Economists of the twentieth century looked upon the depravity surrounding them and pinpointed the source of this sin: material shortages. By promoting the development of financially profitable natural resources, progressive economists believed this sin could be erased. A century later, however, this economic religion is suffering and as Robert Nelsons The New Holy Wars: Economic Religion vs. Environmental Religion argues, it may well be on its way out. As environmentalist values continue to permeate public policy, economic arguments are forced to reckon with a whole new ethical framework. Nelsons new book offers a fascinating interpretation of this dilemma. By examining the fundamental tenets of both economics and environmentalism The New Holy Wars provides a fresh perspective on one of the most debated issues of our time.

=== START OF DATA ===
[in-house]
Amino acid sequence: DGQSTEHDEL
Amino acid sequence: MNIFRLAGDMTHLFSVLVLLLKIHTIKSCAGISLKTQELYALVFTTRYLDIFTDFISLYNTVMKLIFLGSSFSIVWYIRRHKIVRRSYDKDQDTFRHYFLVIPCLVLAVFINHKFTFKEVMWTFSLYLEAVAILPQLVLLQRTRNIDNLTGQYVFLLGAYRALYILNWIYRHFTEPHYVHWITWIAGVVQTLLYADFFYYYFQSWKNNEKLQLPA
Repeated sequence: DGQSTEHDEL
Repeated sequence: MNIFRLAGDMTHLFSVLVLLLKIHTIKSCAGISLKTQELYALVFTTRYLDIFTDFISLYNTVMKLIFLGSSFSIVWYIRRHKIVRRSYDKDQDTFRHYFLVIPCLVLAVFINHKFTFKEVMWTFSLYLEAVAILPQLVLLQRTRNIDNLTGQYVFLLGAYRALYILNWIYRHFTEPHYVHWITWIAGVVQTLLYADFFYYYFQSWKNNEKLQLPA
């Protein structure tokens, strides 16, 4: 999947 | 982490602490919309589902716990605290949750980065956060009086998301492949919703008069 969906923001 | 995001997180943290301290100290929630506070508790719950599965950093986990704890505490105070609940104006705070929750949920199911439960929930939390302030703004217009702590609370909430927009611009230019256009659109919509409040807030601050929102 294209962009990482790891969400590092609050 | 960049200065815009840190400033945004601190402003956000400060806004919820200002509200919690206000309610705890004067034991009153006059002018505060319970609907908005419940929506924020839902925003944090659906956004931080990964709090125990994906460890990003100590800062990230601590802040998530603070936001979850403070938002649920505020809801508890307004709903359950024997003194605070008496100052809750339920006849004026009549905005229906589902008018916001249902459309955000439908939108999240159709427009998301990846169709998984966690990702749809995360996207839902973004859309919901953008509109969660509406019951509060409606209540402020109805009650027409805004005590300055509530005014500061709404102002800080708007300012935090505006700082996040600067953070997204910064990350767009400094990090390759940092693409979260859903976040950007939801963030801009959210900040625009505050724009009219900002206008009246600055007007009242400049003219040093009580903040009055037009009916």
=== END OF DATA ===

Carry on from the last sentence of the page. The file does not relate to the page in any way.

The New Holy Wars proposes that at their cores, both environmentalism and Western economic theory are informed by Judeo-Christian beliefs. However, the theological underpinnings of these disciplines have been remapped to form secular versions of Christianity. Taking this a step further, Nelson argues that the clash of these two competing secular religions represents the most important religious controversy in America today. It is a startling proposition for which Nelson presents a convincing case. By framing the environmental debate in spiritual terms he makes sense of the intensity with which both sides promote their worldviews. At the same time The New Holy Wars digs beyond the rhetoric to unearth those presuppositions which are essential to understanding both sides of the debate.